I love Ancient Egypt. The culture was so different, the metaphysics so elaborate and the works of architecture so interesting. I love a culture that puts up a big stone stele every time Pharaoh does something noteworthy.
And I love books that posit that Egyptian cosmology works. I own a fair number of books have taken Egyptian inspiration and applied them to already-existing game worlds and game systems.
Hamunaptra sets 3rd edition (or is it 3.5?)D&D squarely in Ancient Egypt. It's full of nuggets of culture, including the calendar, notes on the gods and their domains, and creates a very different setting from traditional D&D. The box set, and it's been a long time since I bought a D&D box set, is a great alternative for anyone who doesn't want to follow the usual tropes of medieval fantasy. I like the authors' take on how to create atmosphere that feels different from the usual D&D. Great Sphinxes take the place of dragons, being the most terrifying creatures around. Like the best dragons, they are also accessible, ready to speak and bargain with petitioners. Of course, anyone who negotiates with an entity calling itself the Father of Terror had better watch what they say. Hamunaptra is a must-read when I'm in the mood for some Mythic Egypt.
Sadly, Wargods of Ægyptus is a wargame I will never be able to play. The game is too narrow to be of much interest to the small wargame community in Bennington. Which is a pity, I think it would be really cool to line up ranks of bronze-age children of the gods and let them fight it out. Crocodile Games did a very nice job with the sculpting of the pieces, but also differentiating the factions from each other. Each of the force follows a different Ægyptian god, both in physical form (usually an animal head) as well as in temperament. The crocodilian children of Sobek are brutal and effective fighters, where the feline Basti are decadent pleasure-seekers. Also, the mythic Ægyptian setting they created for the game is delightful. Who wouldn't want to investigate the Oasis of Tears, or the Shrine of the Dreaming Lords? A marvelous game to read, which provides me with much Ægyptian inspiration.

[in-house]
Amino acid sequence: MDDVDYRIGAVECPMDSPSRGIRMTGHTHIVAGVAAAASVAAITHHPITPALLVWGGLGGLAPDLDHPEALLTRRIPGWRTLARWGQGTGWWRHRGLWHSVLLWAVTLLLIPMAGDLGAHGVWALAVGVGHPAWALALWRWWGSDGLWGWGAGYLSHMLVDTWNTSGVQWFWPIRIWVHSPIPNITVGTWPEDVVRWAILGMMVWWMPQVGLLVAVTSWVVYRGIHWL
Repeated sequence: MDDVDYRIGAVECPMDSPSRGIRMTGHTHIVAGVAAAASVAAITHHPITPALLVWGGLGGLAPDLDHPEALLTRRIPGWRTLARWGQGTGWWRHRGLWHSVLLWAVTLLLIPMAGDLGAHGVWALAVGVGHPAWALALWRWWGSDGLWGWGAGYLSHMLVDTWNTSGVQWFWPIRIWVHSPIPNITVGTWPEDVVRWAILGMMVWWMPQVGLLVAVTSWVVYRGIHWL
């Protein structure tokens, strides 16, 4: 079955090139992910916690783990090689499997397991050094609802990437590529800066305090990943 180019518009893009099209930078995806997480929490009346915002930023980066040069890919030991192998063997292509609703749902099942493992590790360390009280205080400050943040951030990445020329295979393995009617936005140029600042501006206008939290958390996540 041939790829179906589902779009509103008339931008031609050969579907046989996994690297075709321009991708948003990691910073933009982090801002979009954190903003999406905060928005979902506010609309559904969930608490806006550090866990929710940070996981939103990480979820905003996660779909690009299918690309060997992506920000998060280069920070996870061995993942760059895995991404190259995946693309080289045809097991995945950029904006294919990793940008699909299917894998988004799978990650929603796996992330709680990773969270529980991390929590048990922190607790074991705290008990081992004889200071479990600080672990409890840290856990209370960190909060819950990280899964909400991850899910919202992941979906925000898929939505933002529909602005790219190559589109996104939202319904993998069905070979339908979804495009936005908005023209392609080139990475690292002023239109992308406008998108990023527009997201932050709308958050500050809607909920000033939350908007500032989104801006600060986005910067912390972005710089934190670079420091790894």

Games Workshop's Tomb Kings is a source book for playing an Egyptian-themes undead force in the Warhammer Fantasy Battles game. GW has a more developed world than Crocodile Games, and the Tomb kings seldom fight each other, usually challenging other, more traditional fantasy races such as the human knights, Orcs, or vampires. This gives them a very specific place in the world, and they are tied into the Old World's history. They are also all undead. Wargods of Ægyptus gives the player the option of playing an undead force, but the Tomb Kings are all mummies and skeletons. The Tomb Kings are also more heavily magical than their Ægyptian counterparts, giving the forces a very different flavor.
What started this all was Paizo's recent release of Osirion, Land of the Pharaohs. Osirion is an Egypt-analog in Paizo's Pathfinder campaign world. Unlike Hamunaptra, Osirion is part of a larger world that includes a great deal of medieval fantasy. It is part of a larger world, and has kept pace, culturally and technologically, with its medieval neighbors, although it retains many of the trappings of Egypt; a God-king called Pharaoh, pyramids, sphinxes, and a culture thousands of years old. It's also more heavily fantasy than Hamunaptra. The Pharaoh, for example, having the traditional pacts with clans of elementals, as well as demons and angels. The capital of Sothis is build around the carapace of an scarab beetle large enough that the Imperial Palace is contained in it. Osirion is also the setting for several Pathfinder adventures. Both Imprisoned with the Pharaohs and The Pact Stone Pyramid involve pyramids, and there's nothing wrong with that. Both are pretty entertaining reads.
I like that there's a plethora of books that explore the themes and ideas presented by Mythic Egypt. I think game books are often overlooked as sources of inspiration. Setting books are nothing but ideas and background without any connecting narrative.